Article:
Skip navigation

Tag Archives: Marcus Peters

Here is my final installment of rookie positional breakdowns, the defensive backs.  Like much of the other defenders, scheme plays a huge impact.  Strong safeties, in general, get more tackle landoncopportunities because they play closer to the line.  Rookie corner backs that play opposite top-tier teammates tend to receiver more targets which leads to more impactful chances to make tackles, breakup passes, and catch interceptions aka “the rookie corner rule”.  Here is a quick rundown of my top six defensive backs:

1. S Landon Collins, Giants

All the Giants starting safeties have left the organization.  This hard-hitting safety plays the run well and can do enough damage in pass coverage.  The New York linebacker corps is not that impressive, so he might lead his team in tackles. Read More »

Advertisements

Now that all pro days are in the books and I’ve gotten the chance to watch everyone on the list.  Here is this quick updated list with my thoughts of this dynasty fantasy football draft class.  These rankings are very fluid and will get adjusted after the NFL Draft is overDraft. Any rankings in italics are upgrades.

Quarterbacks

1. Jameis Winston, Florida State

2. Marcus Mariota, Oregon

3. Brett Hundley, UCLA

4. Bryce Petty, Baylor

5. Garrett Grayson, Colorado State

6. Shane Carden, East Carolina

Running backs

1. Todd Gurley, Georgia

2. Melvin Gordon, Wisconsin Read More »

The 2015 NFL Draft has a lot of unique defenders that can play multiple positions and the next one I want to discuss is Utah’s defensive back Eric Rowe.  He played his first three seasons as a safety eroweand then switched to corner back his senior season.  While watching him, one can see that the defender never left his physical style behind when he moved to corner.  I reviewed four of his games against Michigan, Washington State, UCLA, and Arizona to get a better feel for what the young man brings to the next level.  Here is what I saw:

CB/S Eric Rowe, Utah 6’ 1” 205 lbs.

Cons:  The defender still moves more like a safety than a corner.  What I mean by that is he shows stiff hips changing directions (this is very evident as it leaves him open to get beat deep when Rowe gets forced to open himself up quickly).  The corner gets very handsy in coverage and it will depend on the officiating staff to decide if penalties will get called on him from game to game.  He sometimes tackles too high and can get off-balance trying to shoulder block ball carriers down, instead of wrapping up. Rowe shows a tendency to play the man and not the ball, so if a receiver with great rapport with his quarterback might take him by surprise if he is looking for a sign that the ball is arriving. Read More »

This year’s draft is full of question marks and no one has as many as Washington corner back Marcus Peters.  He got dismissed from the team during the 2014 season, but allowed to practice with hismarcusp former teammates on campus, showing some repentance and acceptance with his former college coaching staff.  I reviewed six of his games against Hawaii, Eastern Washington, Oregon, Colorado, Stanford, and Oregon State to get a better idea of the skills he will bring to the next level.  Here is what I saw:

CB Marcus Peters, Washington 6’ 197 lbs.

Cons:  Combine watchers will be the first to report the corner only ran a 4.53 forty yard dash.  There are plenty of NFL coverage defensive backs that do well with this kind of speed; however his technique will need to be almost Richard Sherman good to be an outstanding starting defensive back. The problem is he relies on his athleticism more than he is a student of the game.  His effort varies from play to play as does his excitement.  When Peters is in the zone he is outstanding, but he can get too fired up and then thrown out of a game or have multiple penalties hurting his team.  There were too many times that he ended up flat on his back in run support, although Peters managed to make a few tackles from there.  The corner can get very aggressive in coverage, either getting too handsy or trying to jump routes.  A seasoned quarterback will exploit those tendencies often, if these are not curtailed.  Read More »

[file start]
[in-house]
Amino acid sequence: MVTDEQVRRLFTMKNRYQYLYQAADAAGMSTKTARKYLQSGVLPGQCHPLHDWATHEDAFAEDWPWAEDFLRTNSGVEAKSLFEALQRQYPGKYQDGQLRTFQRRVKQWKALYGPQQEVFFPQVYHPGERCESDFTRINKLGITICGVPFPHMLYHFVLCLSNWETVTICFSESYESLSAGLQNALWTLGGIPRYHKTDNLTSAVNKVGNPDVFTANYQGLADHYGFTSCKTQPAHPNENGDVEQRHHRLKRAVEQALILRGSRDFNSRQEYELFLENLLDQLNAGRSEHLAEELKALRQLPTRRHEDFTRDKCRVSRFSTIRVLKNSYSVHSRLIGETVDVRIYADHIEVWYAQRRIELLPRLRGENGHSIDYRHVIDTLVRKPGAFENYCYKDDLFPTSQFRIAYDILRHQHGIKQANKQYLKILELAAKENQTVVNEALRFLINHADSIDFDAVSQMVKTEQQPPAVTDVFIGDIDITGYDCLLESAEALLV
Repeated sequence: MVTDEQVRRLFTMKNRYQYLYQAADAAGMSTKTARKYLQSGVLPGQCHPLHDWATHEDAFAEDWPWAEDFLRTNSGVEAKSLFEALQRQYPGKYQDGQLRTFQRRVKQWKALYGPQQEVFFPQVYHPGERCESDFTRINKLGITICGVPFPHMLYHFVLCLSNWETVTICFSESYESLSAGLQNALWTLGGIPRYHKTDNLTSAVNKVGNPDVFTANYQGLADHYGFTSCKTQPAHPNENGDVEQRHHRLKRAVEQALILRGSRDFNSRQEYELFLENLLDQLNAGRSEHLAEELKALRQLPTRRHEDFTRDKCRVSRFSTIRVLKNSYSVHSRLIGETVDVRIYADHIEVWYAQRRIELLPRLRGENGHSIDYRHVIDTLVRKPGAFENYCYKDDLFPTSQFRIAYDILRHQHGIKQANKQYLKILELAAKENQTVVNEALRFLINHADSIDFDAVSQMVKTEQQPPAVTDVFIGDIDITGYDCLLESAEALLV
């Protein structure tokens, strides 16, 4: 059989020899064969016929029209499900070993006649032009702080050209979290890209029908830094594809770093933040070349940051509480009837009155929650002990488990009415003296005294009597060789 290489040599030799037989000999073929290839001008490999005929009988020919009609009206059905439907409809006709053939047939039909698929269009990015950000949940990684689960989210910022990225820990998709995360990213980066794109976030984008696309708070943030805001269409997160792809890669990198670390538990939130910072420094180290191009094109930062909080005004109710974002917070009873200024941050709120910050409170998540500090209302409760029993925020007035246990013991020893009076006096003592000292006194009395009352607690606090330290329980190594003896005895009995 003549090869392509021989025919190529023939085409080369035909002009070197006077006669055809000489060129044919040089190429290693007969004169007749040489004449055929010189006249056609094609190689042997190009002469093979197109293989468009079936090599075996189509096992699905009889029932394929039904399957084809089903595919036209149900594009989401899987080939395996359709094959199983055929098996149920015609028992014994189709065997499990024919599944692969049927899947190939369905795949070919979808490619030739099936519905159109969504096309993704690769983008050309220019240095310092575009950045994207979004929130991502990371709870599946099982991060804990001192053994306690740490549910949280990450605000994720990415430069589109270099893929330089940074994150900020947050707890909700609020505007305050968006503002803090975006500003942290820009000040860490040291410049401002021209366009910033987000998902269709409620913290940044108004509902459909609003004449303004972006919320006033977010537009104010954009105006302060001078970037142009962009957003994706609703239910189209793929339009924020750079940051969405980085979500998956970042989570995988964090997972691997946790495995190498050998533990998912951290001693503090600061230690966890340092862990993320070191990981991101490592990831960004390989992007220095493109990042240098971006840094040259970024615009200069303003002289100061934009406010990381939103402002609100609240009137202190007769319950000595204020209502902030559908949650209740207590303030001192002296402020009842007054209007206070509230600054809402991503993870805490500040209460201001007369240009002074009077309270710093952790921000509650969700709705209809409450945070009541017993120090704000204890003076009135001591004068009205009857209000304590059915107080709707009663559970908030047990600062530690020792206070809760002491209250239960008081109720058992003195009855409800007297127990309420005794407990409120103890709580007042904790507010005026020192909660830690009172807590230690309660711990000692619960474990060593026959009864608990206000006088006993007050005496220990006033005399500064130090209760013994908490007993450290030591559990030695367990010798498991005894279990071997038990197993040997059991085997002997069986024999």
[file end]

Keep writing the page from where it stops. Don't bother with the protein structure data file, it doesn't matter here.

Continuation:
Now that some pro days occurred and I’ve gotten the chance to watch more film.  Here is a quick updated list with my thoughts of this dynasty fantasy football draft class.  These rankings are very fluid and will get adjustedDraft again before April 30th. Any rankings in italics are upgrades.

Quarterbacks

1. Jameis Winston, Florida State

2. Marcus Mariota, Oregon

3. Brett Hundley, UCLA

4. Bryce Petty, Baylor

5. Garrett Grayson, Colorado State

6. Shane Carden, East Carolina

Running backs

1. Todd Gurley, Georgia

2. Melvin Gordon, Wisconsin Read More »

It’s the final day in Indianapolis.  NFL Network coverage starts to lag a little, because more people tune in for Rich Eisen’s forty time than they do to watch the defensive backs.  This is definitely the scoutingcombineday for hardcore dynasty owners and fans of Deon Sanders.  Here are some quick observations of mine:

CB Jalen Collins, LSU

The corner ran a respectable 4.48 forty.  He has big legs, long arms, and quick feet.  Collins used good back pedal, loose hips while showing off his soft hands in the gauntlet drill.  Read More »

Now that the NFL Combine is over, the fantasy community is all about the rankings.  Here is a quick list with my initial thoughts of this dynasty fantasy football draft class.  My rankings are very fluid and could change Draftdramatically before April 30th.  This is a minimalist list that will get more meat on it in later versions.

Quarterbacks

1. Jameis Winston, Florida State

2. Marcus Mariota, Oregon Read More »